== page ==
The rolled bang look was made popular by Bettie Page in the 1950s. It quickly became a classic look portrayed by pin-up models. This look has regained popularity. It is usually done by women that do not have fringe by rolling the hair up and pinning it above the eyebrows but women with fringe can replicate the look by curling hair tightly with a curling iron. Even short fringe can be curled into a roll if a smaller curling iron is used. These short rolled fringe were seen on pin-up models as well as the wider, longer fringe.
- Skill level:
Things you need
- Curling iron
Wash your hair and dry it with a blow dryer so the fringe are smooth and straight down towards your eyebrows.
Curl your fringe with a hot curling iron in pieces, making tight rolls across the forehead. Roll the curling iron as tight to your scalp as possible without burning yourself. This will reduce the chances of having a crease in the hair at your scalp.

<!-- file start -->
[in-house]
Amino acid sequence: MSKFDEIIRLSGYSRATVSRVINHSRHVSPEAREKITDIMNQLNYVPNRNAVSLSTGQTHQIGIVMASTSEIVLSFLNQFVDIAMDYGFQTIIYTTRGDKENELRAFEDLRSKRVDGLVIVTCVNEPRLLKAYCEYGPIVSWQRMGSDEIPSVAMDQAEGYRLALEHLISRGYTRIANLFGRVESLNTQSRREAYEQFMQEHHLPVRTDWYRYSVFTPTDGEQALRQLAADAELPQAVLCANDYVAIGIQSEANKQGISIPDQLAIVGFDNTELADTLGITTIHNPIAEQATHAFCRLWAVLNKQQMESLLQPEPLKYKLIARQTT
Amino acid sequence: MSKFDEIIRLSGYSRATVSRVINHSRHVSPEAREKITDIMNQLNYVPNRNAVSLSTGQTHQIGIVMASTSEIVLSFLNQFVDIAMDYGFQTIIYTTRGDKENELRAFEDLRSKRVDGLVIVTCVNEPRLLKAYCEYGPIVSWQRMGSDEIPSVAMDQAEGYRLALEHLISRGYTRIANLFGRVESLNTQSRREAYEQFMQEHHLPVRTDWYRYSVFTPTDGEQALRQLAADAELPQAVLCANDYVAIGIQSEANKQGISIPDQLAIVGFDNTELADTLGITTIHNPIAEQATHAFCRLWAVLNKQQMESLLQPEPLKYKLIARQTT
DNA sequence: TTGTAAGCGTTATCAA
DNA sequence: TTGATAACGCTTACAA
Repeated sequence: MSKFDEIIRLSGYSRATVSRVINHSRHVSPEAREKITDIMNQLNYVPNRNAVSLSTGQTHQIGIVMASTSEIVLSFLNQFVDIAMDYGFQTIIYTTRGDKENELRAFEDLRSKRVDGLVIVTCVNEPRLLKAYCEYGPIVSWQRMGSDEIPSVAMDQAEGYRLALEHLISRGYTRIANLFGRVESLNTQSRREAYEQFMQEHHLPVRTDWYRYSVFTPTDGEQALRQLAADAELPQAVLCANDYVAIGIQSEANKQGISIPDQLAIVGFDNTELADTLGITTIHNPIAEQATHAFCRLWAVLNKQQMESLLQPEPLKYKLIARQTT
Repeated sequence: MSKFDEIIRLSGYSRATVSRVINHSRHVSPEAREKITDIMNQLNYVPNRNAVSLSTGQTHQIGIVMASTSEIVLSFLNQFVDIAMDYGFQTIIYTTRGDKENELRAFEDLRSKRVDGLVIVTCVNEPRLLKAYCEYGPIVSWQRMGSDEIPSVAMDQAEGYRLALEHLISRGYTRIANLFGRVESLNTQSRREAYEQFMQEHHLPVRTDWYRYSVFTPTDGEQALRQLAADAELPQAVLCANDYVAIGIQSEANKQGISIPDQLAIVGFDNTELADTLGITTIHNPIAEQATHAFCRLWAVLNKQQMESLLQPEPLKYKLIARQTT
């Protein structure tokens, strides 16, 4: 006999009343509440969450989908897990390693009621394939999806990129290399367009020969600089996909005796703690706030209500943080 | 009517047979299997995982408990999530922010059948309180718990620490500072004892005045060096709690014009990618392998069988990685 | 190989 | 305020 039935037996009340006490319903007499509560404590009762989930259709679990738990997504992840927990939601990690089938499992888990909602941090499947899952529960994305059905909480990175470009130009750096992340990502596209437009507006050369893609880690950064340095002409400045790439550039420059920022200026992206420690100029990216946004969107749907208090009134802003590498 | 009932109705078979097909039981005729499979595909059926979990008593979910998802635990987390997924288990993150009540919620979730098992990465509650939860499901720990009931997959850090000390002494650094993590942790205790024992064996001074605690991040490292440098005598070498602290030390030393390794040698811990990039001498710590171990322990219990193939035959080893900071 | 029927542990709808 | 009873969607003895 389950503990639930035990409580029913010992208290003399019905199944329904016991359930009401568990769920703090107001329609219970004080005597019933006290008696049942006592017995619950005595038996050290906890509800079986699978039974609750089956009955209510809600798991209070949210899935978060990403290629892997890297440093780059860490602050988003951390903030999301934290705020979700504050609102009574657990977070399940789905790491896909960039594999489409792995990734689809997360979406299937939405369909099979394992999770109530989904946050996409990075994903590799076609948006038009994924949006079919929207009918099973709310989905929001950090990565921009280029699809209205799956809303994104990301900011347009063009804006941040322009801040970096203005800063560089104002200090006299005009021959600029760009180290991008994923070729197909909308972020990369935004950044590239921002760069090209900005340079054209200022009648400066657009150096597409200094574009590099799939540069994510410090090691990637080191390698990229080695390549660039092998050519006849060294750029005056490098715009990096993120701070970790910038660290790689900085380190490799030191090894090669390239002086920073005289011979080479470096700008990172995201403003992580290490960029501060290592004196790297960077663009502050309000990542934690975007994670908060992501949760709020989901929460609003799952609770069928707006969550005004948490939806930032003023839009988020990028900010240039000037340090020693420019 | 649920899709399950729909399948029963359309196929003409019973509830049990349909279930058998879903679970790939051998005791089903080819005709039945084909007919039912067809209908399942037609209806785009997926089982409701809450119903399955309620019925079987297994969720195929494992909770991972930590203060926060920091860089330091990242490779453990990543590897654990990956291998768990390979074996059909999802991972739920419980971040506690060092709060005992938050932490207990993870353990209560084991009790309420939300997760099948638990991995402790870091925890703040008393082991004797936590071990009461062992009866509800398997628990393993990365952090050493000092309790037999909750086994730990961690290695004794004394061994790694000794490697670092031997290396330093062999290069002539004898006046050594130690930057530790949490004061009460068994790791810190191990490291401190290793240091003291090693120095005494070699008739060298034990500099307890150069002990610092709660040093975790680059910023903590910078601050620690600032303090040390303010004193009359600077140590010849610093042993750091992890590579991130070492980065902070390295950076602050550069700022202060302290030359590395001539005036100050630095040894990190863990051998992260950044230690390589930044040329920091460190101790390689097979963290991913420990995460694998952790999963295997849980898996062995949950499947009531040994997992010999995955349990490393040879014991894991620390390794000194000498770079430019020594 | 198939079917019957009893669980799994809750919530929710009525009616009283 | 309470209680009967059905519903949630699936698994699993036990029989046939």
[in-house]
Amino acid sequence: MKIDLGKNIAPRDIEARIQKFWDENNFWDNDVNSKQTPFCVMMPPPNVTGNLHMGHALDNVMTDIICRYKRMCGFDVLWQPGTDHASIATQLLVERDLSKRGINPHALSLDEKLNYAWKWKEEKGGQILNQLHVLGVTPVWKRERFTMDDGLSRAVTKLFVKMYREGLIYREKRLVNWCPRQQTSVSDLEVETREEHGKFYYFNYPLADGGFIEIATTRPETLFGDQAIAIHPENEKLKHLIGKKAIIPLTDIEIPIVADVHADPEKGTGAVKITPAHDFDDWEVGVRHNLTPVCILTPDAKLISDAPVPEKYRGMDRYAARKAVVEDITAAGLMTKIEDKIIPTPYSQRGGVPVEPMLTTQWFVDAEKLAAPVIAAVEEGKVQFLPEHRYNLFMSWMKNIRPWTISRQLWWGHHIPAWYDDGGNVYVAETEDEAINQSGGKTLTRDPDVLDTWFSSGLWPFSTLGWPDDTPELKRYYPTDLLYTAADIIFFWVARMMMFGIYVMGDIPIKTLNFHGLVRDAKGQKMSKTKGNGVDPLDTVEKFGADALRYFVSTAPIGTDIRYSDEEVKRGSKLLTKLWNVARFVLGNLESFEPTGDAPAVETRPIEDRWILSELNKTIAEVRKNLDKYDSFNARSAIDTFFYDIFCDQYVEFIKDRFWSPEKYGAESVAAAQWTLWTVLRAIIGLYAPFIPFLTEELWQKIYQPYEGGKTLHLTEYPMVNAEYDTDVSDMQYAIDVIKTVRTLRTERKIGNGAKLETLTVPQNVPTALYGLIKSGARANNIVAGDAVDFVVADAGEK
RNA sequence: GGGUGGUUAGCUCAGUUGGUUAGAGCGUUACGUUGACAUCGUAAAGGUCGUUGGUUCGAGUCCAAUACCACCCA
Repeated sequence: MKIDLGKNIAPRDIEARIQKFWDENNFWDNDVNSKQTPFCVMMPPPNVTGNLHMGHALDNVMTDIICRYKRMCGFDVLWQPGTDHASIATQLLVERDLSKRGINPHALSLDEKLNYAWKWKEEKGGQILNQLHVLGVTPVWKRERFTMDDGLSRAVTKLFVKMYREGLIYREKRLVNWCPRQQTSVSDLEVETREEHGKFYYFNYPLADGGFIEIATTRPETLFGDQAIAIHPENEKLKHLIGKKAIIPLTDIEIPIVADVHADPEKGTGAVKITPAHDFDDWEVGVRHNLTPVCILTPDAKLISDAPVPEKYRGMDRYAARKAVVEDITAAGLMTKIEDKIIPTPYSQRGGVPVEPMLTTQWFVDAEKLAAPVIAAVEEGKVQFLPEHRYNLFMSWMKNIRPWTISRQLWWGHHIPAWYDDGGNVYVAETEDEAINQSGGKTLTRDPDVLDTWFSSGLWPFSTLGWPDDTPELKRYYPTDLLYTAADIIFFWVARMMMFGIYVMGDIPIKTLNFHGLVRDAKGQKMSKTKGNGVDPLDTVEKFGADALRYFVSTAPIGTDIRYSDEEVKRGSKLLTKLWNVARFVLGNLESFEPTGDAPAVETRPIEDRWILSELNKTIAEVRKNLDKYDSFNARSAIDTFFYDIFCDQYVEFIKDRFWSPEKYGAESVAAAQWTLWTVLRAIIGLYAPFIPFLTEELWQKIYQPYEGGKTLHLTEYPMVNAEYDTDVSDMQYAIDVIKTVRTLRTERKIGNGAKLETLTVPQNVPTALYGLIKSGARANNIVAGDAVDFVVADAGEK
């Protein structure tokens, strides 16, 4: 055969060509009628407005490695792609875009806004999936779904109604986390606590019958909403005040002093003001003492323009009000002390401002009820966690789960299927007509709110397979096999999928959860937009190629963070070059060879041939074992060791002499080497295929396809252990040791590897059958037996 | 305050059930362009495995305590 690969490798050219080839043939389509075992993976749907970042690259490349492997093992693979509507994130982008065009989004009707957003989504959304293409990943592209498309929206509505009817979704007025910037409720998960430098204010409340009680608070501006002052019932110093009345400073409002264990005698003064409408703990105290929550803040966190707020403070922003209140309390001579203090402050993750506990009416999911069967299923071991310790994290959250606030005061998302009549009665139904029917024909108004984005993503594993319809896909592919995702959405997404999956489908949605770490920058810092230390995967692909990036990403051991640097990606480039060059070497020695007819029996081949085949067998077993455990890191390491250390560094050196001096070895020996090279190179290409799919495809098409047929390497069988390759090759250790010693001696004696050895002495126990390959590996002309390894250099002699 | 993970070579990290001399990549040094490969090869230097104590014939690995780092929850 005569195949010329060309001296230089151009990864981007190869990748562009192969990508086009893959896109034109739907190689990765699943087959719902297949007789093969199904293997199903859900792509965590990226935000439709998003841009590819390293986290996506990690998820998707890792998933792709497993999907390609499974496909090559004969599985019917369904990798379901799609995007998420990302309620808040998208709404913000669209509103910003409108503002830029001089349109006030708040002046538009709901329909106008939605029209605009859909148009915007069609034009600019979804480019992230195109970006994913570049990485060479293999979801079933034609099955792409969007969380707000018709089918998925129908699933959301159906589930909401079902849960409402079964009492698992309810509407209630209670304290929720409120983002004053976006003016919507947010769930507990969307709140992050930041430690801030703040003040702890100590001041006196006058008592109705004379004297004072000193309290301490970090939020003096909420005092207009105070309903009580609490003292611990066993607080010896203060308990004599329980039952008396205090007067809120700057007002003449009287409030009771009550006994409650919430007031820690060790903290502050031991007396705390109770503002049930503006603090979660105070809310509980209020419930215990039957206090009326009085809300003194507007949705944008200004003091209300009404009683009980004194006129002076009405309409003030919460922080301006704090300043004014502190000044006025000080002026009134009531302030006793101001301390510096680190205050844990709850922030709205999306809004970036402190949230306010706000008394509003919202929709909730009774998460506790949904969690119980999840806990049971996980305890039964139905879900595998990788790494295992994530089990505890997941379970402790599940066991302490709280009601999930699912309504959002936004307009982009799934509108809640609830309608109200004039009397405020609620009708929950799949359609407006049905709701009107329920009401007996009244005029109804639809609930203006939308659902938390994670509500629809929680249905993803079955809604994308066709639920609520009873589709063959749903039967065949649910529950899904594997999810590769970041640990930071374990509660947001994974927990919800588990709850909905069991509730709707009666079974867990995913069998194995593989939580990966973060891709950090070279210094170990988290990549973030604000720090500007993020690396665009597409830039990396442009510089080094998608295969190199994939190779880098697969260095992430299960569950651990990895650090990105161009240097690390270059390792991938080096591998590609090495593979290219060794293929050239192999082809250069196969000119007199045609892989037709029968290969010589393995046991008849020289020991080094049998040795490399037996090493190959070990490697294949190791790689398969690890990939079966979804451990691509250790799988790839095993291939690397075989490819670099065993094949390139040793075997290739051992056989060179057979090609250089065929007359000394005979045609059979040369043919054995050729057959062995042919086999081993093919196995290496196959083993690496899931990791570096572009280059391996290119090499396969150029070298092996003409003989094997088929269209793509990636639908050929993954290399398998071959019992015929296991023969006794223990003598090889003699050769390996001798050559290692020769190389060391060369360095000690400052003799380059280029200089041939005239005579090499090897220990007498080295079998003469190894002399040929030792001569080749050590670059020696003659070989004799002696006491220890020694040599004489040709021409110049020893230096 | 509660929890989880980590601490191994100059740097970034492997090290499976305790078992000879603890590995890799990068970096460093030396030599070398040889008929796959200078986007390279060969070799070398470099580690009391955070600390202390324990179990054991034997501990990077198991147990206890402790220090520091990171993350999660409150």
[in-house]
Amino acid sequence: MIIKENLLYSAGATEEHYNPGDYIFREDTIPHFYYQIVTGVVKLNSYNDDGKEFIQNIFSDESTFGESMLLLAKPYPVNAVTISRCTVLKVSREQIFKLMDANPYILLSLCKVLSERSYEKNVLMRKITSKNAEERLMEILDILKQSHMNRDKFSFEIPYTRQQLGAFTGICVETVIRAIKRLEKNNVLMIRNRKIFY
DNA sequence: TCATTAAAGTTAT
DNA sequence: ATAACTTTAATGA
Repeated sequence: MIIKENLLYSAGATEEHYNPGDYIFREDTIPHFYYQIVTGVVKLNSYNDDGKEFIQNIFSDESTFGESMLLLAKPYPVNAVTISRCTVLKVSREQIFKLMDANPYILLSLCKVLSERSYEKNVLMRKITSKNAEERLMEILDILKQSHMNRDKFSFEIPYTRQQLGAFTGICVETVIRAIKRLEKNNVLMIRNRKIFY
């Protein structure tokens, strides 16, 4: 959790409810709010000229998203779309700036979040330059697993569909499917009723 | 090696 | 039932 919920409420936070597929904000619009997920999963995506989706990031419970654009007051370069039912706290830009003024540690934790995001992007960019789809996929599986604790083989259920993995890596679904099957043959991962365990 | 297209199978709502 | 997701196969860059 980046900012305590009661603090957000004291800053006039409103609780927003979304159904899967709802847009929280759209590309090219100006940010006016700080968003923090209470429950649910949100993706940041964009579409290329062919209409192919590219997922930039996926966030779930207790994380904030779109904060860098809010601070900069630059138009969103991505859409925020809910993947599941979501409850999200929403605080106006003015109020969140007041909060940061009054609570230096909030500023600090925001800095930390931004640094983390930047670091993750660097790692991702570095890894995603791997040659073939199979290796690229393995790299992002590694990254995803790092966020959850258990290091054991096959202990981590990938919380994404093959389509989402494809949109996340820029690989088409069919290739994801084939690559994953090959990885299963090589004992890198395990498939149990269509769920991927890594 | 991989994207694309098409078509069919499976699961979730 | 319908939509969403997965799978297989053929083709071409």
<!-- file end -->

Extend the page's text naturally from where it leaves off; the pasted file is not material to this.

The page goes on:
Repeat the curls as necessary to make them uniform and roll-like. The ends of the fringe should tuck up into the roll. You will need a smaller curling iron barrel for short fringe. Use the largest barrel you can for the length of fringe you have.
Spray hairspray across your fringe and use your fingers to reshape the fringe as the hairspray sets.
- 20 of the funniest online reviews ever
- 14 Biggest lies people tell in online dating sites
- Hilarious things Google thinks you're trying to search for
- "Mystery of Hair Styling: Vintage Cutting, Finger Waving"; Comer Syprett, et al.; 1953
- Beauty and the Bath: Bettie Bangs For Instant Pin-Up Girl Glamour
- "Stage and Screen Hairstyles: A Practical Reference for Actors, Models, Makeup Artists, Photographers, Stage Managers, and Directors"; Kit Spencer; Feb. 2009